School of Medicine
During my rotation, I will be working with a team of Physicians, Nurses and Pharmacists affiliated with the African Primary Healthcare Foundation (APHF). We will be working in Ovim, a small town in the South-eastern part of Nigeria. I will assist the team with providing Primary care to patients from the area. My overarching goals for this rotation is to provide healthcare and health education to patients that do not have regular access to care, improve my physical exam and diagnosis skills, and enhance my public health research skills. This rotation is designed to fulfill all of the six core ACGME competency requirements, while providing me with a unique opportunity to learn about a different aspect of medicine that I would not otherwise be exposed to. During the rotation, I will have the opportunity to learn how to independently manage common primary care ailments in a resource poor setting. Particularly, I will learn how to provide safe and cost-effective care for patients with limited resources. Practicing medicine in a different country will also provide me with a unique perspective for understanding and navigating cross-cultural differences in doctor-patient relationships. I will also learn how to collect data and use it to improve upon the care that I provide to patients, during this rotation. The practical knowledge and skills that I will acquire from this rotation will be help me to achieve my goals of training to become a Physician that provides excellent Primary care for patients in underserved communities.
African Primary Healthcare Foundation (APHF)
As someone with a strong interest in improving healthcare delivery in developing countries, I was excited by the opportunity to work at the frontlines of global healthcare delivery with the African Primary Healthcare Foundation (APHF). The organization has been providing free healthcare services to patients from Ovim, a small town in the South-eastern part of Nigeria for the past 20 years.
I spent my initial days in Ovim in anxious anticipation, as I worked with my Mentor (Dr. Emeruwa) and fellow Healthcare Providers to discuss the general work-flow for the clinic and prepare the clinic for the high volume of patients that we were expecting to see. I was designated to be one of the Physicians that would take care of adult patients with Internal Medicine-related complaints. In this role, I was directly involved in all aspects of patient care, while working under the close supervision of my Attending Physician mentor. I screened, diagnosed and treated patients with several common and uncommon primary care ailments such as diabetes, hypertension, HIV, malaria, arthritis, GERD, among others. This involved reviewing the patient’s vital signs, interviewing patients regarding their medical history and history of current presentation, performing a thorough physical exam, performing basic point of care laboratory testing, formulating a differential diagnosis, and coming up with an appropriate plan of treatment. I prescribed medications, when appropriate, and also facilitated necessary follow-up for patients requiring closer monitoring. All together, I saw 211 patients during the course of my rotation.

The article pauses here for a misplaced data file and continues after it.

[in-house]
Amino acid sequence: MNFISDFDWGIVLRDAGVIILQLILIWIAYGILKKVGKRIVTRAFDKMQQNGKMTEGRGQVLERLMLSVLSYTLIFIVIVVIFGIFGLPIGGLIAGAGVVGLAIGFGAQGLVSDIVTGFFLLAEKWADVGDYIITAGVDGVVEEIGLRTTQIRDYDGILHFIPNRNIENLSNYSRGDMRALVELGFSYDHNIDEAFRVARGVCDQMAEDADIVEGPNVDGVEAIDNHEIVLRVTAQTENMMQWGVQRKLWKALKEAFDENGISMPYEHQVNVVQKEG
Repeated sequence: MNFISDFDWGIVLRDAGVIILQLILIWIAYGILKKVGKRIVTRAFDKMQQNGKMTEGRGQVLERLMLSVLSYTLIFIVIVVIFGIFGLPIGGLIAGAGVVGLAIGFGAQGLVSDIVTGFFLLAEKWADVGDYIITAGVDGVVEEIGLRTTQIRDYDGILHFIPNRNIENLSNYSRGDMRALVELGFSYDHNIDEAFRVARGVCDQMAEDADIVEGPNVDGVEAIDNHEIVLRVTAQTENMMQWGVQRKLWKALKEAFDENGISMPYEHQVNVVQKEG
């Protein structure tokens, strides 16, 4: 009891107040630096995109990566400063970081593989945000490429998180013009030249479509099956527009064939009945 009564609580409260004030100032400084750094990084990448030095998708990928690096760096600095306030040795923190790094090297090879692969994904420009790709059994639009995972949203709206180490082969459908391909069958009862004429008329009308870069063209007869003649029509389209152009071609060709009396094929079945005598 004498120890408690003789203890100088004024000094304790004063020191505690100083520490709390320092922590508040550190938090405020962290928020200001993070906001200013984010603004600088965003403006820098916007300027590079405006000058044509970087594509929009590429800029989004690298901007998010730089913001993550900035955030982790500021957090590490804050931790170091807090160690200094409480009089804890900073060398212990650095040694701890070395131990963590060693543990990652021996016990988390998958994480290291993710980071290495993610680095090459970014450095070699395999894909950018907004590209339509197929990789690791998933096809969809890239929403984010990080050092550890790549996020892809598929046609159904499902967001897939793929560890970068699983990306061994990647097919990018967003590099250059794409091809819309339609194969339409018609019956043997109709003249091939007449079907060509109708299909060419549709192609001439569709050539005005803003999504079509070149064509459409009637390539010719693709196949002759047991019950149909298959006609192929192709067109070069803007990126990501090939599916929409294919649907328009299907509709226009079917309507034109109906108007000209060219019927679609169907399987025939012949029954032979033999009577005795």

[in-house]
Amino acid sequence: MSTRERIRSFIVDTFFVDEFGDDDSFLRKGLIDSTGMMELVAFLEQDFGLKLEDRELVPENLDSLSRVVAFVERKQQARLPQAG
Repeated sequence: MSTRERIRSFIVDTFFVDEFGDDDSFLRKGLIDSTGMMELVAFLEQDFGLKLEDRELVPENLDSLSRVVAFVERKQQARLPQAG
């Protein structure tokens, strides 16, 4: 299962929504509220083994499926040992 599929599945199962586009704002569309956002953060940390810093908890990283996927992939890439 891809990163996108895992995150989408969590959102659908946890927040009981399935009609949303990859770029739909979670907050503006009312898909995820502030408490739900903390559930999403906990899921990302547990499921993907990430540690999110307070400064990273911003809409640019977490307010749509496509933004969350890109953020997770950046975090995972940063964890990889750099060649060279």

The rotation also offered me the unique opportunity to improve my ability to share my medical knowledge with patients and their families. In addition to counseling patients during clinic sessions, I was able to hold a workshop for patients on hypertension and diabetes management. I conducted the workshop in Igbo, the local language. I was amazed by how little the patients knew about these common ailments and how curious they were to learn about how to manage them.
Finally, I also used this time to enhance my skills in the use of Public Health population research methods to improve patient care. To accomplish this, I recorded data on common ailments I treated and also conducted a general needs assessment survey for the clinic, at the end of my rotation. My hope is that the information that I have gathered will help improve upon the care provided to members of the Ovim community, in the future.
Ultimately, this rotation provided me with the opportunity to learn how to independently manage common primary care ailments in a resource poor setting. Particularly, I learnt how to provide safe and cost-effective care for patients with limited resources. Practicing medicine in a different country also provided me with a unique perspective for understanding and navigating cross-cultural differences in doctor-patient relationships. The practical knowledge and skills that I acquired from this rotation will be useful to me as I continue to work towards my goal of becoming a Physician that provides excellent Primary care for patients in underserved communities.
Left: Teaching patients about diabetes and hypertension, with a colleague. Right: Me at my desk, where I interview patients.